Workers will then break the shaft's ceiling and insert the polymer in a different spot from where they tried to place the concrete, they said.

Nuke

Japan Says it May Take Months to End Radiation Leaks

worker wearing a protective suit
© Reuters
A worker wearing a protective suit points at a cracked concrete pit near its No. 2 reactor of the Tokyo
Japan's government warned on Sunday it may take months to stop radiation leaking from a nuclear plant crippled by a huge earthquake and tsunami three weeks ago, as more bodies were recovered in devastated areas of northeast Japan.

An aide to embattled Prime Minister Naoto Kan said the government's priority was to stop radiation leaks which were scaring the public and hindering work on cooling overheated nuclear fuel rods.

"We have not escaped from a crisis situation, but it is somewhat stabilized," said Goshi Hosono, a ruling party lawmaker and aide to Kan.

"How long will it take to achieve (the goal of stopping the radiation leakage)? I think several months would be one target," Hosono said on a nationwide Fuji TV programme on Sunday.

Bug

Plant disease raises questions on modified crops

Image
© Seth Perlman / Associated Press
Bob Hogan climbs back into his combine while harvesting soybeans in Pawnee, Ill., in October. A disease called sudden death syndrome has plagued the heartland and the nation's soybean industry.

Bouncing down a dirt road a couple of summers ago, past a gentle patchwork of barnyards and soybean fields in central Iowa, farmer Kent Friedrichsen strained over the steering wheel of his van and stared through the windshield in dismay.

His soybean fields, where he'd used seeds developed by Monsanto Co. and sprayed with its popular glyphosate weed killer Roundup Ready, were littered with yellowed leaves and dead plants. Four days earlier, the plants had been waist high and emerald green.

Nearby, in fields where he had planted seeds that weren't genetically engineered and didn't use glyphosates, the soybean plants were still healthy and lush.

Black Cat

Rat 'Epidemic' Could Invade New York City This Summer

Image

Rats "bigger than kittens" are set to lay siege to New York City, according to people who used to be paid to get rid of them.

They told AM New York that deep cuts to the city's pest control staff could cause a spike in rat infestations.

From AM New York:
Citywide, the 311 hotline received about 10,500 rodent complaints in 2010, up more than 5 percent from 2009. In 2011, complaints are up 9 percent through the beginning of March compared to the same period a year ago.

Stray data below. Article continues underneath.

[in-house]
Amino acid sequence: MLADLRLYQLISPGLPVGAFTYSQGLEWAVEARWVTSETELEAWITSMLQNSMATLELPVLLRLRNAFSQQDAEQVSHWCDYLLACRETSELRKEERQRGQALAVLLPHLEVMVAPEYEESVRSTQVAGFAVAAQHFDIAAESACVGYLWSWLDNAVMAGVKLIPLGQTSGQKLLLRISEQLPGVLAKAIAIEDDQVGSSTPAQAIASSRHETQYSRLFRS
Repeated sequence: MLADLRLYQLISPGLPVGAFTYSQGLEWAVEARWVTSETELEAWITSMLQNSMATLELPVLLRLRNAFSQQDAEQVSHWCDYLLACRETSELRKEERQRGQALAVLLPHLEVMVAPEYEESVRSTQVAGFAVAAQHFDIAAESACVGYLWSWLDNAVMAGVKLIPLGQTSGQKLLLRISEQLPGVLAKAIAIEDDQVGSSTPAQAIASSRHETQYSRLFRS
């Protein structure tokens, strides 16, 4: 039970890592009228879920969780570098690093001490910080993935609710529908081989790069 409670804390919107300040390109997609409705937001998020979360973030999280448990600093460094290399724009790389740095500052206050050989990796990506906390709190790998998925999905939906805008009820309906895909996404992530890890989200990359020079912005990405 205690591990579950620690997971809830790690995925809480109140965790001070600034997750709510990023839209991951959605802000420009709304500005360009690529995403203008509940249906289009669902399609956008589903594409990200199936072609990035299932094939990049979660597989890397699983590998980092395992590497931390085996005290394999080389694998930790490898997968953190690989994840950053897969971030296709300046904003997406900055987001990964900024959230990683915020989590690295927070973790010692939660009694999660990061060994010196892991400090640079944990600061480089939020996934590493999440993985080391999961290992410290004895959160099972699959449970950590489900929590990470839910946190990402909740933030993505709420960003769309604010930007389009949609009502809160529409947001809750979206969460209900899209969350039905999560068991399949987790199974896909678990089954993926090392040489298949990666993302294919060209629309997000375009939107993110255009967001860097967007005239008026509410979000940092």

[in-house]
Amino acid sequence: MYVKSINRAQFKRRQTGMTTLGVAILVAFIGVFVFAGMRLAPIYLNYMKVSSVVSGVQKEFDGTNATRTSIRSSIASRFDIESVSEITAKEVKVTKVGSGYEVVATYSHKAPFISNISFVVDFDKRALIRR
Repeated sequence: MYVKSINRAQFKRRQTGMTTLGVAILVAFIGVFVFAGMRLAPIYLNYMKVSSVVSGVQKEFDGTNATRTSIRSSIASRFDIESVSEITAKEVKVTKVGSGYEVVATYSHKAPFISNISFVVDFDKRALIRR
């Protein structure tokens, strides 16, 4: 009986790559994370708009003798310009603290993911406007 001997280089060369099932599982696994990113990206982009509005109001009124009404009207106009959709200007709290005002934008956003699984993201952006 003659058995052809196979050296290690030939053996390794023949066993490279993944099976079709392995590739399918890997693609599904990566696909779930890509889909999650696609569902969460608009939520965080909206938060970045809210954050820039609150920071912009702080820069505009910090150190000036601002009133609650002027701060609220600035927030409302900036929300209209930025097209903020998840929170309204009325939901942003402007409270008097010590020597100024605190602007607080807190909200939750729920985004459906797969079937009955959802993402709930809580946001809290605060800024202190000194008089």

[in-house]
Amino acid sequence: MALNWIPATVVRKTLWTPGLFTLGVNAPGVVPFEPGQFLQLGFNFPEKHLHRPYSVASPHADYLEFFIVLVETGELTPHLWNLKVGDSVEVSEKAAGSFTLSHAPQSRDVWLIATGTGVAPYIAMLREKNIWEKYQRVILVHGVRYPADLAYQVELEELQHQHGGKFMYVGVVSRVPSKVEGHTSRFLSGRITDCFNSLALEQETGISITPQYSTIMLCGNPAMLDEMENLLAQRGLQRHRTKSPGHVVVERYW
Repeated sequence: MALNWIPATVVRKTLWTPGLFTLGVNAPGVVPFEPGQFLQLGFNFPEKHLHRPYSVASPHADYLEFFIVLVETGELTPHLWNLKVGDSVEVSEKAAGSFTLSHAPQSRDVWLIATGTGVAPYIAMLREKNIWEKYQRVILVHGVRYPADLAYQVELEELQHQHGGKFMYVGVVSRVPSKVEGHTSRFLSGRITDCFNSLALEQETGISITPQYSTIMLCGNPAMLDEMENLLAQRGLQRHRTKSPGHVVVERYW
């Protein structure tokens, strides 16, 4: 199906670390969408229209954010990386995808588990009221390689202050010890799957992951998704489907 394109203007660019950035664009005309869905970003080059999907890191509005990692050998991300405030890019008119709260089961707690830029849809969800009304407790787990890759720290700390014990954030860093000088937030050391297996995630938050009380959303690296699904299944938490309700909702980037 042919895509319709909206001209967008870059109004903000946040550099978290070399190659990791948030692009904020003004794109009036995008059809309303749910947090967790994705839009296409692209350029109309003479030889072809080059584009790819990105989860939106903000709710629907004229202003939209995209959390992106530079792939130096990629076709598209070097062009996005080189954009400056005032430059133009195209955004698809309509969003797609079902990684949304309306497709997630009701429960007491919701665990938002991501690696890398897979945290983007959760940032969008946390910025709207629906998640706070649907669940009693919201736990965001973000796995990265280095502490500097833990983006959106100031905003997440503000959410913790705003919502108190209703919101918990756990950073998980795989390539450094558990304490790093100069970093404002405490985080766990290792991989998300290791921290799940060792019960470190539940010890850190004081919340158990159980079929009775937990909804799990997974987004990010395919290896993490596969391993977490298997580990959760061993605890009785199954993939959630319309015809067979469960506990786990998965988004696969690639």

"There's going to be a major epidemic during the summer with the rodents," said Rosemarie Vasquez, a former city pest control aide.

Attention

US: DOH confirms 4 cases of dengue fever on Oahu, more pending

sarah park
© Unknown
Dr. Sarah Park
The Department of Health says: it's an outbreak. There are now FOUR confirmed cases of dengue fever on Oahu - with results of 12 more suspected cases still pending. But, health officials are hoping this epidemic can be contained to small numbers.

Hawaii health officials have an all-points bulletin out for the aedes albopictus. It's a type of mosquito that has bitten at least four adults - three from the same family, plus their neighbor - who all live in Pearl City.

"I'd sent a medical alert to all Oahu physicians, letting them know about what we were investigating and to basically heighten their awareness," says state epidemiologist, Dr. Sarah Park.

Health officials don't want to release the specific area in Pearl City because they don't want to give others a false sense of security that the outbreak can't happen elsewhere. In fact, the 12 suspected cases of dengue come from all over Oahu.

Bad Guys

Transocean Hails 'Best Year' in Safety, Gives Execs Bonuses, Despite Gulf Spill

The company that owns the now-infamous
Deepwater Horizon ablaze
© USCG
The BP/Transocean Deepwater Horizon oil rig ablaze.
Deepwater Horizon, the oil rig that caused immeasurable damage to the Gulf, recently applauded itself for the "best year in safety performance in our Company's history." The company, Transocean Ltd., rewarded its executives millions in bonuses for the achievement, according to the annual report it released yesterday.

Steven L. Newman, Transocean's president and CEO, awarded himself $4.3 million in cash bonuses, stocks and options.

Eleven people died as a direct result of the disaster in the Gulf, nine of them Transocean employees, according to Forbes.

"Notwithstanding the tragic loss of life in the Gulf of Mexico, we achieved an exemplary statistical safety record as measured by our total recordable incident rate and total potential severity rate. As measured by these standards, we recorded the best year in safety performance in our Company's history, which is a reflection on our commitment to achieving an incident free environment, all the time, everywhere," the company wrote in their annual statement to shareholders.

Transocean leased the Deepwater Horizon to BP, so it contends it has no liability for the spill and explosion.